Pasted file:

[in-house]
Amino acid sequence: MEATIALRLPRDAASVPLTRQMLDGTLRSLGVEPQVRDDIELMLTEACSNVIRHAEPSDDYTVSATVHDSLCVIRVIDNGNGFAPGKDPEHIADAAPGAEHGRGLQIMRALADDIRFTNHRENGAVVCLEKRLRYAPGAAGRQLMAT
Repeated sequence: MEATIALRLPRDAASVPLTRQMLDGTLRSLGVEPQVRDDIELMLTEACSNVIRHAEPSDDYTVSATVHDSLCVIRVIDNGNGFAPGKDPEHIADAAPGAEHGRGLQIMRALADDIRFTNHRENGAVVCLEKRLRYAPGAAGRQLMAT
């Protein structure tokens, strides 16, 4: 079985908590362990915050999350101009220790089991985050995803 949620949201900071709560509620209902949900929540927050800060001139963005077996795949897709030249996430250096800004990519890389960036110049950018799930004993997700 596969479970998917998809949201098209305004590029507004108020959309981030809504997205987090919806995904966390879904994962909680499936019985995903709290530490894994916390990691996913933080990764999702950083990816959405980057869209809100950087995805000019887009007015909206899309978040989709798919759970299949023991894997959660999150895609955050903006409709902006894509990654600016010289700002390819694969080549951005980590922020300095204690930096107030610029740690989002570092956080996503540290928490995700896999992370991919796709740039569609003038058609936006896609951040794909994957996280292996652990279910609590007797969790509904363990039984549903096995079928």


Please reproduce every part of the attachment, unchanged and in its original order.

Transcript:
[in-house]
Amino acid sequence: MEATIALRLPRDAASVPLTRQMLDGTLRSLGVEPQVRDDIELMLTEACSNVIRHAEPSDDYTVSATVHDSLCVIRVIDNGNGFAPGKDPEHIADAAPGAEHGRGLQIMRALADDIRFTNHRENGAVVCLEKRLRYAPGAAGRQLMAT
Repeated sequence: MEATIALRLPRDAASVPLTRQMLDGTLRSLGVEPQVRDDIELMLTEACSNVIRHAEPSDDYTVSATVHDSLCVIRVIDNGNGFAPGKDPEHIADAAPGAEHGRGLQIMRALADDIRFTNHRENGAVVCLEKRLRYAPGAAGRQLMAT
């Protein structure tokens, strides 16, 4: 079985908590362990915050999350101009220790089991985050995803 949620949201900071709560509620209902949900929540927050800060001139963005077996795949897709030249996430250096800004990519890389960036110049950018799930004993997700 596969479970998917998809949201098209305004590029507004108020959309981030809504997205987090919806995904966390879904994962909680499936019985995903709290530490894994916390990691996913933080990764999702950083990816959405980057869209809100950087995805000019887009007015909206899309978040989709798919759970299949023991894997959660999150895609955050903006409709902006894509990654600016010289700002390819694969080549951005980590922020300095204690930096107030610029740690989002570092956080996503540290928490995700896999992370991919796709740039569609003038058609936006896609951040794909994957996280292996652990279910609590007797969790509904363990039984549903096995079928």